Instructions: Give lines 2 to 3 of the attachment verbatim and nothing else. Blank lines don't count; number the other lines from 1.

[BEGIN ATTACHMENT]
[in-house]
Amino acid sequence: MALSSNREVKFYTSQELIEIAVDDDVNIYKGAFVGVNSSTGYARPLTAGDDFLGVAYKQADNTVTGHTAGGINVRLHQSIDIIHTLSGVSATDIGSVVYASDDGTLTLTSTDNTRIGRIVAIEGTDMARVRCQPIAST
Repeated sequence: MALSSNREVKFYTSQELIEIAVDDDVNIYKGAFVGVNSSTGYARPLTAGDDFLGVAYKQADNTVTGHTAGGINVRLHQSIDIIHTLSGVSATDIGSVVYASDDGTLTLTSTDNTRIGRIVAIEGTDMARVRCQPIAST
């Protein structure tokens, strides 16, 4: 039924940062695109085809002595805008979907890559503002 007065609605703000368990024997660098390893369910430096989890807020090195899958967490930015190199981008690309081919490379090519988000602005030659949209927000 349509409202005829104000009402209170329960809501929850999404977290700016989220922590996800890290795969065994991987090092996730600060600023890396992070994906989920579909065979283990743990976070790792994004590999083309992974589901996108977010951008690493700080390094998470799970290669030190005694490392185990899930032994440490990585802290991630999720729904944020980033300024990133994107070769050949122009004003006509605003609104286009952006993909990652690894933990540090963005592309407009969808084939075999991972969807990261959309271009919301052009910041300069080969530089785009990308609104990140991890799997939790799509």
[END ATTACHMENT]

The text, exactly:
Amino acid sequence: MALSSNREVKFYTSQELIEIAVDDDVNIYKGAFVGVNSSTGYARPLTAGDDFLGVAYKQADNTVTGHTAGGINVRLHQSIDIIHTLSGVSATDIGSVVYASDDGTLTLTSTDNTRIGRIVAIEGTDMARVRCQPIAST
Repeated sequence: MALSSNREVKFYTSQELIEIAVDDDVNIYKGAFVGVNSSTGYARPLTAGDDFLGVAYKQADNTVTGHTAGGINVRLHQSIDIIHTLSGVSATDIGSVVYASDDGTLTLTSTDNTRIGRIVAIEGTDMARVRCQPIAST